It was October 2011. Death From Above 1979 had reformed after a five-year hiatus and were playing London. A merry bunch of us boarded a plane to Heathrow knowing that a night of watching our lost heroes perform in the flesh would be capped off in the wee hours by the scintillating prospect of Ireland beating Wales in the Rugby World Cup quarter-finals. Still sweaty from live rock bliss, we’d watch the match in an early house after a whopper evening enjoying the sights and sounds of the lively metropolis. That was the plan.
What ensued was a night that none of us can bring ourselves to talk about now, a 24-hour, wallet-rogering nightmare of bad venue decisions, endless taxi journeys, triumphant Welsh whoops and even, hilariously, a missed flight home. Oh, and DFA1979 stank out Brixton Academy. Jump forward four and a half years and it all seems unimaginable. Ireland sit fourth in the world rankings. London has been more than accommodating during subsequent visits. And as if they know they owe me one, DFA1979 are unrecognisable tonight in the Academy, conjuring distilled thunder and lightning like a pair of brattish Norse gods.
A fortnight before Royal Blood are due to take the stage in the Olympia, the Toronto duo show what it is really possible with four strings and a couple of drumsticks, snapping off jolts of thrashy power that never seem to derail on the tight bends. ‘Cheap Talk’ (from last year’s second studio LP The Physical World) is punk-funk’s ruffian sibling. ‘Go Home, Get Down’ sounds like some twitchy bastard of Justice and The Blood Brothers, and no one could complain about that. ‘White Is Red’, another new highlight, shows that DFA1979 can drop from their customary breakneck tempos and still sound like an event.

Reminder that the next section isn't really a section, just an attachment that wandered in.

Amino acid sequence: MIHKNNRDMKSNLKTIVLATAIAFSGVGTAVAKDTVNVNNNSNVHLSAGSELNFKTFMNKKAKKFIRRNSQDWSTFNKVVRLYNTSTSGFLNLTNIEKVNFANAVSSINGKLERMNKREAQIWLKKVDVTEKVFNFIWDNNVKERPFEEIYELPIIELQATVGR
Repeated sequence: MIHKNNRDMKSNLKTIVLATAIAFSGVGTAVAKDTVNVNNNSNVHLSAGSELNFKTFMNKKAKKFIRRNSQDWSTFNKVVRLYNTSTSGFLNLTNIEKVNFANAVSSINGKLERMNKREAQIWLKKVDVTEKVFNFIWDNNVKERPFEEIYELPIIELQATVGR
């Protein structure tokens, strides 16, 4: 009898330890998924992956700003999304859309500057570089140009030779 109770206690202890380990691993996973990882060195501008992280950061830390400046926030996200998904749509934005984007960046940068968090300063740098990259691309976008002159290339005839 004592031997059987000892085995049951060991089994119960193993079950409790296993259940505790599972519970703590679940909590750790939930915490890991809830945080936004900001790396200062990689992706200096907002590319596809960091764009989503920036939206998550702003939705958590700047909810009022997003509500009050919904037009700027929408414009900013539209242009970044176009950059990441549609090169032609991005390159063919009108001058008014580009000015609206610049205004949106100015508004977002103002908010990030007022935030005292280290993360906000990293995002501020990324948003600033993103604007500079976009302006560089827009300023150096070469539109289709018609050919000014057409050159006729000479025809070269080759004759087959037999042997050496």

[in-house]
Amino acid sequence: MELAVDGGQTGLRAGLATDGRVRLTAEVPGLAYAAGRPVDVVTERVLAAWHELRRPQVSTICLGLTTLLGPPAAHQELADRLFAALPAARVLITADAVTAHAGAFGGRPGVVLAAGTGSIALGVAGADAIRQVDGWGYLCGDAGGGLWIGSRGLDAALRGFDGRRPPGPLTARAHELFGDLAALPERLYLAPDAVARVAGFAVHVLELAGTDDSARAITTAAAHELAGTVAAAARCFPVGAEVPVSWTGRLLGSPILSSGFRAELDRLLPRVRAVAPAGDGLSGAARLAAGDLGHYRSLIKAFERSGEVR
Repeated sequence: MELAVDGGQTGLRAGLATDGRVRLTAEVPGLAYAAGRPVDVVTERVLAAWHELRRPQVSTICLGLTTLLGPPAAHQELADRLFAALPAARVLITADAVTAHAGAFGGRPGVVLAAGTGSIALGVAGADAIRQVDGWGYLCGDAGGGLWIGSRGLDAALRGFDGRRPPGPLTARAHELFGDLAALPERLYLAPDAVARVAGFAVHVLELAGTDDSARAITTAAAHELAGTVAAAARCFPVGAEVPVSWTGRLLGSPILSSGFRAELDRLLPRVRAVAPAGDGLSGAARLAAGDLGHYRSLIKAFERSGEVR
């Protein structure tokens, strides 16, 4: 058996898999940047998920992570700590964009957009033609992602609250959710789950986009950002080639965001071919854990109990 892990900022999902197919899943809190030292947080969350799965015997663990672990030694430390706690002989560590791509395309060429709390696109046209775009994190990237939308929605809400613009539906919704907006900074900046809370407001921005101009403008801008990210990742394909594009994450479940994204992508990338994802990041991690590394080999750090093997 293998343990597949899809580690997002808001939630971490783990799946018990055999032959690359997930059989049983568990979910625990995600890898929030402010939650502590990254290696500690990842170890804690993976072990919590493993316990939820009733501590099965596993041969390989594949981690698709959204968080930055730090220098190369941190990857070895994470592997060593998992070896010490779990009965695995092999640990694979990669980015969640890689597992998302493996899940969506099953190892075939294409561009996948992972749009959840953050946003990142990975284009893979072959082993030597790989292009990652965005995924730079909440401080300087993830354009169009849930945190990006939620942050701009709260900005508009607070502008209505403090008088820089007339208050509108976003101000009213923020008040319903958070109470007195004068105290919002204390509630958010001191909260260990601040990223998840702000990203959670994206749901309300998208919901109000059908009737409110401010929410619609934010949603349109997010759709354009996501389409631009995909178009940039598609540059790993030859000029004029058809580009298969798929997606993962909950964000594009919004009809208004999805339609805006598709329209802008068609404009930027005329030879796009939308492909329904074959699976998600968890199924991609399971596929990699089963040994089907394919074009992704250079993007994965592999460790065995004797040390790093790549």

How did it not work all those years ago? Just look at them: on stage right, Sebastien Grainger sits behind a small kit and spits petulant romance through the din. All he wears are brilliant white dungarees. Opposite him, bleeding grey into the space between them, is the black-clad Jesse F Keeler. Arguably his generation’s most distinct bassist, Keeler cuts a kind of hipster dark lord as he releases that serrated purr on ‘Little Girl’, all writhing precision fretwork and hard-hitting plectrum percussion. They are hard rock’s yin and yang. They even swig their mid-song beers in unison.
The hordes can chant “one more tune” all they like – there’s about three that must be aired to help offset the wrongs of that night in London. Naturally enough, they play two of them – ‘The Physical World’, the disco crunch of ‘Romantic Rights’ – putting to bed the idea that Canadians are pushovers. Everyone pours out into the street, where all seems right with the world.